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Q: Word Origins ( Answered,   1 Comment )
Subject: Word Origins
Category: Reference, Education and News > Teaching and Research
Asked by: heiner-ga
List Price: $5.00
Posted: 18 May 2003 03:19 PDT
Expires: 17 Jun 2003 03:19 PDT
Question ID: 205354
What is the origin of the German word "Schlitzohr"? It means a person
who is unreliable and untrustworthy. - e.g. a used car salesman who
sells you a lemon.
Subject: Re: Word Origins
Answered By: leli-ga on 18 May 2003 05:06 PDT
Hello - thanks for your question.

"Schlitzohr" means a slit or torn ear.

This word comes from the days of medieval trade guilds, when men in
some guilds wore a gold ear-ring as a sign of membership. If a guild
member broke the rules, the ear-ring would be torn out, leaving the
offender permanently marked as a "Schlitzohr", and unable to continue
his trade.

There are a couple of extra possibilities, but all agree that the slit
ear was a  sign of punishment, marking someone forever as a cheat or
criminal of some kind. Some people say that a slit ear was a more
general punishment, not just confined to guild members. There's also a
theory that bakers who short-changed customers by supplying
'underweight' bread were nailed to the church door by the ear and had
to tear themselves free.

I found one reference in English to this:

"Christoph Winkler can be a sly dog, a Schlitzohr as the old Berlin
slang puts it, "a torn ear", for clever types who went too far in the
medieval guilds had their earring torn out of their ear."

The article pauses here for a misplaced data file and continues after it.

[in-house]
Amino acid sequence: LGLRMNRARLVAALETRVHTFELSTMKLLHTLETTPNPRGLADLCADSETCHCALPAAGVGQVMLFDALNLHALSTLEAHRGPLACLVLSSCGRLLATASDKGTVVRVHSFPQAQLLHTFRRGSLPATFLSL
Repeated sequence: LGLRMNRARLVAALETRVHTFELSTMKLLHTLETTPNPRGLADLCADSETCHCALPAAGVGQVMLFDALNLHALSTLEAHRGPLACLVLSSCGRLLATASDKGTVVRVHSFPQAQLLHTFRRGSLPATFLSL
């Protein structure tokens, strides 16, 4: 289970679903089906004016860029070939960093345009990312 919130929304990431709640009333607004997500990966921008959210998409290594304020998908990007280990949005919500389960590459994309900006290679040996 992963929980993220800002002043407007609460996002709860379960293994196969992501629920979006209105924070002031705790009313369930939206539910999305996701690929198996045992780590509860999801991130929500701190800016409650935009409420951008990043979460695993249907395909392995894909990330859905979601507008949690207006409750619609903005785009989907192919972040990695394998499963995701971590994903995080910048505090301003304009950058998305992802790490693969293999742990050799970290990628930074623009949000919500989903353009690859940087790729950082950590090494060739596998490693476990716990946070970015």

Her are some of the German sites I consulted, including one excerpt
from the Wortschatz (word treasure) site outlining the 'guild earring'
theory first and then the secondary 'baker' theory.

"Die Gesellen bestimmter Zünfte trugen als Zeichen ihrer
Zunftangehörigkeit Ohrringe. Brachen sie die Regeln ihrer Zunft, wurde
ihnen der Ohrring auf relativ schmerzhafte Art entfernt. Man riss ihn
einfach aus dem Ohr. Das Ergebnis war ein >Schlitzohr<. Mit diesem
Zeichen war es unmöglich seinen Beruf weiter auszuüben.
Eine andere Erklärung besagt, dass Bäcker, die zu kleine Brötchen
gebacken hatten, mit dem Ohr an die Kirchentür genagelt wurden. Um
sich zu befreien, mussten sie sich losreißen. Das schmerzhafte
Ergebnis war ebenfalls ein >Schlitzohr<."

German etymology site

This one says there's no proof for the church door theory.
Textgalerie: Schlitzohr

No master would take on a worker with a torn ear.  

More about the guilds:
Von Schlitzohren und Deutschlands vielseitigstem Wirtschaftszweig

Apparently the gold ear-ring was destined to pay for a good funeral.

Translations of "schlitzohr" from one online German dictionary: 
"shark, sly dog, chiseler, crook"

I hope this gives you all the information you need about the origins
of "Schlitzohr" but please don't hesitate to ask if anything needs

Regards - Leli

searches used:
schlitzohr etymologie
schlitzohr zünfte
schlitzohr ear
Subject: Re: Word Origins
From: magnesium-ga on 18 May 2003 18:50 PDT
What a fascinating word! Thanks for the excellent explanation, leli-ga!

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